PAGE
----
- With Mayo Clinic medical oncologist
Timothy J. Moynihan, M.D.read biographyclose window
Timothy J. Moynihan, M.D.Timothy Moynihan, M.D.
"As a practicing medical oncologist, I meet with patients and families every day to help manage their course through this disease called cancer. This experience provides unique insight into the needs of cancer patients, their families and loved ones and brings into sharp focus the need for reliable information to be readily available in terms that can be easily understood." — Dr. Timothy Moynihan
Dr. Timothy Moynihan believes that providing consumers with accurate, timely information on the broad, complex topic of cancer is the biggest challenge facing medical websites. As the guiding force behind our cancer content, he makes sure Mayo Clinic meets the test.
Dr. Moynihan, born in Las Vegas, N.M., and raised in Denver, is a consultant in medical oncology at Mayo Clinic and an associate professor at Mayo Clinic College of Medicine, Rochester, Minn. He's board certified in internal medicine, medical oncology, and hospice and palliative care medicine.
He did his medical oncology training at Johns Hopkins Hospital in Baltimore, and then went on to the University of Minnesota and St. Paul Regions Medical Center for seven years before moving to Mayo Clinic in 1999. Dr. Moynihan is medical director of the Mayo Clinic hospice.
Dr. Moynihan serves as the education chair for the Department of Oncology and the fellowship program director. Four times he has been selected as Teacher of the Year in medical oncology and elected to the Teacher of the Year Hall of Fame.
Past honors include distinguished clinical teacher at the University of Minnesota Medical School, best internist at the Medical College of Wisconsin and recipient of the Upjohn Achievement Award for Excellence in Medicine. Dr. Moynihan serves on several national committees for the American Society of Clinical Oncology.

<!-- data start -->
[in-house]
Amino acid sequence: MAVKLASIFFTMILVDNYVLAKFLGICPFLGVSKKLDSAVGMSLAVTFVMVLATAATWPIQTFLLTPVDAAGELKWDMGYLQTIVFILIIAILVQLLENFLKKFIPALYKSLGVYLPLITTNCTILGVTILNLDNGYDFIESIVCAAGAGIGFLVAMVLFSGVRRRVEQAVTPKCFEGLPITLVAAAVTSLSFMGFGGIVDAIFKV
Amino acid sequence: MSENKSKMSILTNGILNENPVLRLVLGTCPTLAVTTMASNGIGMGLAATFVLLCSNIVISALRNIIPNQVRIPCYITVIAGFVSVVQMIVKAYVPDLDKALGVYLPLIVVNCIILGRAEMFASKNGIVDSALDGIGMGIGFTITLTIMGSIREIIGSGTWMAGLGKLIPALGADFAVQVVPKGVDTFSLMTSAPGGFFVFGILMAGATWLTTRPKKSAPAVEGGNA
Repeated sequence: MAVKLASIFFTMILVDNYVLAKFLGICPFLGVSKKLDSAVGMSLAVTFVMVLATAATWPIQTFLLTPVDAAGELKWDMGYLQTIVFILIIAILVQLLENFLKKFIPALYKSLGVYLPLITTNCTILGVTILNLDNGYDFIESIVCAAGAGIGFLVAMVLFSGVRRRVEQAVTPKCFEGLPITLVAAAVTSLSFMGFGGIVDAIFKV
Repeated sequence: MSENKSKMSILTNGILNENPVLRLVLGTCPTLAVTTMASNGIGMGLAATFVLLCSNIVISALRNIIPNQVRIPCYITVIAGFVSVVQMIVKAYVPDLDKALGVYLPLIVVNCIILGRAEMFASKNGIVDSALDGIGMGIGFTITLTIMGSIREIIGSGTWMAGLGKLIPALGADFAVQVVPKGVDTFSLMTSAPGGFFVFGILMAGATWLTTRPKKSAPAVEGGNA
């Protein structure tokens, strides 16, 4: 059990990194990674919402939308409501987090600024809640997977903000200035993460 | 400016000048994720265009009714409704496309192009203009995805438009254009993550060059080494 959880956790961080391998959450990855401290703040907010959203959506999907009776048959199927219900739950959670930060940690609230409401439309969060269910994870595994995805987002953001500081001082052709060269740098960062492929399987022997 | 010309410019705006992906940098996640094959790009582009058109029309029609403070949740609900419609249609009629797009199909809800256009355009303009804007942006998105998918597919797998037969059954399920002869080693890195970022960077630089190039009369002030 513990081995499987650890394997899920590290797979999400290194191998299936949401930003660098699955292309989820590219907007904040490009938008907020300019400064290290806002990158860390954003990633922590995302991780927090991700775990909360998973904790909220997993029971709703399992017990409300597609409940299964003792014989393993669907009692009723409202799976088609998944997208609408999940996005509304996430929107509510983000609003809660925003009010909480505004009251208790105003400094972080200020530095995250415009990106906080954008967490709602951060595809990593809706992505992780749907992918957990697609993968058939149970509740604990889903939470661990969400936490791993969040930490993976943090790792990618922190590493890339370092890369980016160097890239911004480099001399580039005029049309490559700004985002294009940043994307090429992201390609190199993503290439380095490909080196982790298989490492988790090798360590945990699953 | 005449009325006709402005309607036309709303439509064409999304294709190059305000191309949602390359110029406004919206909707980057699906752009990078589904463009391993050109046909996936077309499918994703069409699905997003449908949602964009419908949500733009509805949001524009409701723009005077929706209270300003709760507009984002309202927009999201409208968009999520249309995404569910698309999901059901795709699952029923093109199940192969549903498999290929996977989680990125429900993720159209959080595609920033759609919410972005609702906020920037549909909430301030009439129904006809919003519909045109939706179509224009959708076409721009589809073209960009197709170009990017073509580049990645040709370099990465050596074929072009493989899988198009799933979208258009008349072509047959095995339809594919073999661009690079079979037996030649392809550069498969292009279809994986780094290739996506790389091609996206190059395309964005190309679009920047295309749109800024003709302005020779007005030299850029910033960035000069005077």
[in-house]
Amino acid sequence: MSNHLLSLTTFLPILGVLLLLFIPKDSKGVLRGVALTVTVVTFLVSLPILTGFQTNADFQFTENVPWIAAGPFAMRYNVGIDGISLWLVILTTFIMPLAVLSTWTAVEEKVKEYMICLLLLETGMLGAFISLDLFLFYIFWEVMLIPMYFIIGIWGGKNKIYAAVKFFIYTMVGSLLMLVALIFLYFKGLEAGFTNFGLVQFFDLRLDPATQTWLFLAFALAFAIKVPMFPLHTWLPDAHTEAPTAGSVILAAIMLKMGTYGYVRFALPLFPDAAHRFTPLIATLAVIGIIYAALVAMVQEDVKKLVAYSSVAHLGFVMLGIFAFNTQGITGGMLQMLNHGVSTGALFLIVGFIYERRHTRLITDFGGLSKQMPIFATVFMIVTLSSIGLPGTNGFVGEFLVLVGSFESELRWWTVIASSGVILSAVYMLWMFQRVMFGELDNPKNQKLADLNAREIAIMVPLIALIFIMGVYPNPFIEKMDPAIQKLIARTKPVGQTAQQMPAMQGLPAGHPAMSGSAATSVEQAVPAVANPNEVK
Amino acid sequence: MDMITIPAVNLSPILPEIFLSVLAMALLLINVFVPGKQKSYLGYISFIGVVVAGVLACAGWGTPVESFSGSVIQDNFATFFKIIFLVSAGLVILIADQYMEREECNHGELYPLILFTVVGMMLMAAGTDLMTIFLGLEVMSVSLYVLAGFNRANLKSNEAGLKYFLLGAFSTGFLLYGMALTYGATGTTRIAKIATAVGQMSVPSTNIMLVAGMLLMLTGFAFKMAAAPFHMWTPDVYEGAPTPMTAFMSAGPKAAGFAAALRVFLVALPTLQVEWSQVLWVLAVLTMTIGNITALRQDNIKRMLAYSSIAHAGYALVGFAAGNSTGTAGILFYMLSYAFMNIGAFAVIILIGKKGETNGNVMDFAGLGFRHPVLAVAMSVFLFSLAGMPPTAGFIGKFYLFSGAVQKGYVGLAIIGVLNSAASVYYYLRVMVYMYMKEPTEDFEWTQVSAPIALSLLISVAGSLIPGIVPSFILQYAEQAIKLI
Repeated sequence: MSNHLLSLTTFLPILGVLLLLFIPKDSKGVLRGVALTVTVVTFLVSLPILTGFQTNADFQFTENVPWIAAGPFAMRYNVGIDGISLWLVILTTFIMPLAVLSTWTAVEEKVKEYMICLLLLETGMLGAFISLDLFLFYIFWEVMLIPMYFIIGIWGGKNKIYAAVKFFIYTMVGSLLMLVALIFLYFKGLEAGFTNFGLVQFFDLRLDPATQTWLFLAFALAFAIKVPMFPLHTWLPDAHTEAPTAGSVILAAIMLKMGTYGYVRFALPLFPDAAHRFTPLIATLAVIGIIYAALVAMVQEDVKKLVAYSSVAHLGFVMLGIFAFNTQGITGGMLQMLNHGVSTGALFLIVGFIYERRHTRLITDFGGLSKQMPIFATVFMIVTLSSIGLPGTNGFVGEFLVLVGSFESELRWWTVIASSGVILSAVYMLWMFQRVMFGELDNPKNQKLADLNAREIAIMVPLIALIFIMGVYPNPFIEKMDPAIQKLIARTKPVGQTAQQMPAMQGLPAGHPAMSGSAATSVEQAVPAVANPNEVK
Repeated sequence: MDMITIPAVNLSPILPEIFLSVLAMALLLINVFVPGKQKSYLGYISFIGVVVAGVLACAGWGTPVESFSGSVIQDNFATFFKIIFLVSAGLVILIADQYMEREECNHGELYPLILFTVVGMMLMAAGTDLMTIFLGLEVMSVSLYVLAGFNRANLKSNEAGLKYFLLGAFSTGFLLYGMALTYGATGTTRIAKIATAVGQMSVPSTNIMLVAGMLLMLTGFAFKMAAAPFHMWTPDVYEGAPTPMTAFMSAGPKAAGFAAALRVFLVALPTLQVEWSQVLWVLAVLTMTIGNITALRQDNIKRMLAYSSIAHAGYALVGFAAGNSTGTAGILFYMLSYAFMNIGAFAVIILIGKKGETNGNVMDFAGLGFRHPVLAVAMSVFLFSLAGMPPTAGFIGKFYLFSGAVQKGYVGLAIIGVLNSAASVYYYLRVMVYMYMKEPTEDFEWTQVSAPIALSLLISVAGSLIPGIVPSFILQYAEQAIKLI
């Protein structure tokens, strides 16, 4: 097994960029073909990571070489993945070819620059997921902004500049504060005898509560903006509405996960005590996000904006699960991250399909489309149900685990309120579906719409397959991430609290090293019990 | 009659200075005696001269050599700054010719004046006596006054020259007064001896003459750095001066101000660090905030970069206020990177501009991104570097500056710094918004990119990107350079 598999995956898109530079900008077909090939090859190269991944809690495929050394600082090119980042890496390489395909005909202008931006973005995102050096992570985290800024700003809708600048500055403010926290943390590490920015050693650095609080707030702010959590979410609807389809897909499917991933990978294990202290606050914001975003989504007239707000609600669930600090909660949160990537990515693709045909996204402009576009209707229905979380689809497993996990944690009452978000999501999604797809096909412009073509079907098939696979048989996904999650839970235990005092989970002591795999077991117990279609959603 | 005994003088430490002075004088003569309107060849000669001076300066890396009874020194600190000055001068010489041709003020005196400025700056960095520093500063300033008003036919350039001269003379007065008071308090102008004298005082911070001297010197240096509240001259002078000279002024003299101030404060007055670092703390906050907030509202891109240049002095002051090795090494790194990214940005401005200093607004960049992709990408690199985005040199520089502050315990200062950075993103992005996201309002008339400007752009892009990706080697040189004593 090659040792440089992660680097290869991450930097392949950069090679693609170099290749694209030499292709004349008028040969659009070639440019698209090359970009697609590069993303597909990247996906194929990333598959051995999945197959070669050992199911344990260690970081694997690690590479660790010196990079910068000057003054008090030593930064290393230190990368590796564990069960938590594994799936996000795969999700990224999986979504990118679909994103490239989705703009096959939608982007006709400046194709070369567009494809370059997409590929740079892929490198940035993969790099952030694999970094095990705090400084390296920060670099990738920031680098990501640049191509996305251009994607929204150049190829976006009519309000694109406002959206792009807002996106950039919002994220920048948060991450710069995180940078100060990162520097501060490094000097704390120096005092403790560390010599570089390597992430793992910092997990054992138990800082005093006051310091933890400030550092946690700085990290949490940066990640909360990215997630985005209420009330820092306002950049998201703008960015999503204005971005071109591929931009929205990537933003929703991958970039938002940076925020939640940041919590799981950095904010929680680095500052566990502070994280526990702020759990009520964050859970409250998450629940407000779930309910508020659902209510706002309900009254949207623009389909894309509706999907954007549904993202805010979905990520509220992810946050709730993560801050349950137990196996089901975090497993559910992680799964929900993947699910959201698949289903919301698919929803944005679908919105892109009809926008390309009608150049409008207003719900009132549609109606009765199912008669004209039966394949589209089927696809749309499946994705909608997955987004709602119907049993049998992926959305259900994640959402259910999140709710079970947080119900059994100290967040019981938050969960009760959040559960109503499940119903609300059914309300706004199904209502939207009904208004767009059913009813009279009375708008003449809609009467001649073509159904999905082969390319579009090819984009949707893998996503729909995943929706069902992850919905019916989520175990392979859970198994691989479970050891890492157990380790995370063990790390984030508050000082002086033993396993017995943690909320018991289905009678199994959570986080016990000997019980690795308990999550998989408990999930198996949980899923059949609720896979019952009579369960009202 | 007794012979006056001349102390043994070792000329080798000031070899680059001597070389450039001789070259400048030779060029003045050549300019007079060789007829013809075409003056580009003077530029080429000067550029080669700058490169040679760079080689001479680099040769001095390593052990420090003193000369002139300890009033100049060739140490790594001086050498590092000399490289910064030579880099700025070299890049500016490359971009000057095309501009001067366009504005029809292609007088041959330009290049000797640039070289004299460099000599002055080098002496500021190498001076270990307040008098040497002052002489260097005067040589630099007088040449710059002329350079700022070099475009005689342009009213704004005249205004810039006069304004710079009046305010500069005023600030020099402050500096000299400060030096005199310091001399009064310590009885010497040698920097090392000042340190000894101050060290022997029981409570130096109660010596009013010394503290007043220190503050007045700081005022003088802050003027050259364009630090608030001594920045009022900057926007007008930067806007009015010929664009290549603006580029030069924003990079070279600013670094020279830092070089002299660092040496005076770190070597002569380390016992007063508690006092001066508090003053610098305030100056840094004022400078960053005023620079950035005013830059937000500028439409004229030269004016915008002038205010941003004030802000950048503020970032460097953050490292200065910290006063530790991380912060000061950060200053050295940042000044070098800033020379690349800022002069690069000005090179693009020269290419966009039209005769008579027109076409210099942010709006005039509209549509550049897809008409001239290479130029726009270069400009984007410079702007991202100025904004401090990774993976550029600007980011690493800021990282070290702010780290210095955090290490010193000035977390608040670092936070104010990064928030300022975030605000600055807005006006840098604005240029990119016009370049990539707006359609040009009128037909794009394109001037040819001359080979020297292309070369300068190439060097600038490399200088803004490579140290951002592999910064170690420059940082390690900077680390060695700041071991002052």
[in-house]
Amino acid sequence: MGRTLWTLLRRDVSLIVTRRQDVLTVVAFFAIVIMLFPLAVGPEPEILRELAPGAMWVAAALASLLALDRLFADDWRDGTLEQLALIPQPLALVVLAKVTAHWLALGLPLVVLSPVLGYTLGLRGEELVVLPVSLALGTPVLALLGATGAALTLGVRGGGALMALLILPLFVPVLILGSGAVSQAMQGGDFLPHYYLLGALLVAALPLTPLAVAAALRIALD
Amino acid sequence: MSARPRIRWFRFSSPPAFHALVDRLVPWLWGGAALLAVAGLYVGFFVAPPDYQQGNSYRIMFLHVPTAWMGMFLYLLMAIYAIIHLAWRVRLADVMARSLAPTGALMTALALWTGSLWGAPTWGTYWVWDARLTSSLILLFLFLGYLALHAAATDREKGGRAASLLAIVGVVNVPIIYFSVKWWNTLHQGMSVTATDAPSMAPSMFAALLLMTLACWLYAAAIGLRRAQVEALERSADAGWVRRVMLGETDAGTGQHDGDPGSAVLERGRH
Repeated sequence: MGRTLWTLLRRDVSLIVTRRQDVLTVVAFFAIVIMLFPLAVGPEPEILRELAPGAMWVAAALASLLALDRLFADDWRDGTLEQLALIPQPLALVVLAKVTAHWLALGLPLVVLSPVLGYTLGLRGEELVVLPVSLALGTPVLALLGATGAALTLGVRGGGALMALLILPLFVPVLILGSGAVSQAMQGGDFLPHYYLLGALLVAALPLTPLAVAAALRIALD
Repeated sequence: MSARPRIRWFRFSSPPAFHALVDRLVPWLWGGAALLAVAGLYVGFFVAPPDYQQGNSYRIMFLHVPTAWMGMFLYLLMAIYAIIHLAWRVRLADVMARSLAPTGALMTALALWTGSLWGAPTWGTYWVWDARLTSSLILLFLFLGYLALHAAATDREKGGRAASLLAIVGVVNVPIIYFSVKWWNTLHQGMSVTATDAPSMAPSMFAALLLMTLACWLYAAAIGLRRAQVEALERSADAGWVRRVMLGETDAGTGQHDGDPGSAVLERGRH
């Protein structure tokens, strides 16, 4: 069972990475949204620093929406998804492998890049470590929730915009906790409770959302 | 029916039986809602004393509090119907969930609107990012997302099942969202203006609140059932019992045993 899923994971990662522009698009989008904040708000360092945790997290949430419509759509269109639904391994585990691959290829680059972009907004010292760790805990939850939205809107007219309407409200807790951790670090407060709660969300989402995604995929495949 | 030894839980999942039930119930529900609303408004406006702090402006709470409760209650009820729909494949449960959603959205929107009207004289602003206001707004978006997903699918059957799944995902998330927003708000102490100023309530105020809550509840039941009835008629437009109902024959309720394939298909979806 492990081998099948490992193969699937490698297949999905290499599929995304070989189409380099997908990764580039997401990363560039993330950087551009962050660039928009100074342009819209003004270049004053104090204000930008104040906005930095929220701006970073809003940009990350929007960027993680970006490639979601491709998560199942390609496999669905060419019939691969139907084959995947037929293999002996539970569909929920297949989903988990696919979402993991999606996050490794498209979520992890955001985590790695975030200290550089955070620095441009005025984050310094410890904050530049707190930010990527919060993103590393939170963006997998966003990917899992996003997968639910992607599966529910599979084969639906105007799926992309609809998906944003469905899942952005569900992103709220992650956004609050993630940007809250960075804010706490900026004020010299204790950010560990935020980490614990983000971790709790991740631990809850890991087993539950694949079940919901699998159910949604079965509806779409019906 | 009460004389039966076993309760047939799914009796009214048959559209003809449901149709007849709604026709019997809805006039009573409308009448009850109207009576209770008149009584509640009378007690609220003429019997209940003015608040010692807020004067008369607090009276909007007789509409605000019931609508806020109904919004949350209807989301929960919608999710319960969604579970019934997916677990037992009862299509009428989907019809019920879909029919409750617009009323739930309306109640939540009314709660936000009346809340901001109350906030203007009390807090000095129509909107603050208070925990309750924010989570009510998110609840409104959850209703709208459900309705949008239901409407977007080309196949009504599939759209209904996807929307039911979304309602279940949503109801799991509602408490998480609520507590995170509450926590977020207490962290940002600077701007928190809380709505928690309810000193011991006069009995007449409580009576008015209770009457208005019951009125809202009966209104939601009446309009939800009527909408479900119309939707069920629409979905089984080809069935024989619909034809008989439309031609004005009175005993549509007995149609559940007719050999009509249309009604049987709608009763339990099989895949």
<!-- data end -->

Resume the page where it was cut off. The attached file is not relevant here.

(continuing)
"The Internet provides a ready source of information on a wide range of topics of interest to those affected by cancer," Dr. Moynihan says. "The difficulty is trying to decide which sites provide reputable information and which information is relevant to each individual patient. The long history and tradition of excellence associated with Mayo Clinic assures you that information provided will be reliable, up-to-date and comprehensive."
Risk factors (1)
- Cellphones and cancer: What's the risk?
Tests and diagnosis (3)
- Tumor vs. cyst: What's the difference?
- Atypical cells: Are they cancer?
- Small cell, large cell cancer: What this means
Treatments and drugs (6)
- Chemotherapy and sex: Is sexual activity OK during treatment?
- What is compassionate use of experimental drugs?
- Magic mouthwash: Effective for chemotherapy mouth sores?
- see all in Treatments and drugs
Alternative medicine (2)
- Curcumin: Can it slow cancer growth?
- High-dose vitamin C: Can it kill cancer cells?
High-dose vitamin C: Can it kill cancer cells?
I've heard that vitamin C might be an alternative cancer treatment. What can you tell me about it?
from Timothy J. Moynihan, M.D.
The use of vitamin C in alternative cancer treatment isn't new. Proponents claim that large doses of vitamin C are toxic to cancer cells. However, there is no reliable evidence gathered in human studies to support this theory.
Studies in the 1970s first suggested that large doses of supplemental vitamin C might be of some benefit in the treatment of cancer. But these studies were later found to have serious flaws. Subsequent well-designed, randomized, controlled trials of vitamin C and cancer found no such treatment benefit.
More recently, vitamin C given intravenously (IV) has been touted to have different effects than vitamin C taken orally. This has prompted renewed interest in the use of IV vitamin C as a cancer therapy. However, there is still no evidence that vitamin C has any effect on cancer. Until clinical trials are completed, it's premature to determine what role, if any, IV vitamin C may play in the treatment of cancer.Next question
Cellphones and cancer: What's the risk?
- Cabanillas F. Vitamin C and cancer: What can we conclude — 1,609 patients and 33 years later? Puerto Rico Health Sciences Journal. 2010;29:215.
- Vitamin C (ascorbic acid). Natural Medicines Comprehensive Database. http://naturaldatabase.therapeuticresearch.com/home.aspx?cs=mayo&AspxAutoDetectCookieSupport=1. Accessed March 2, 2011.
- Verrax J, et al. The controversial place of vitamin C in cancer treatment. Biochemical Pharmacology. 2008;76:1644.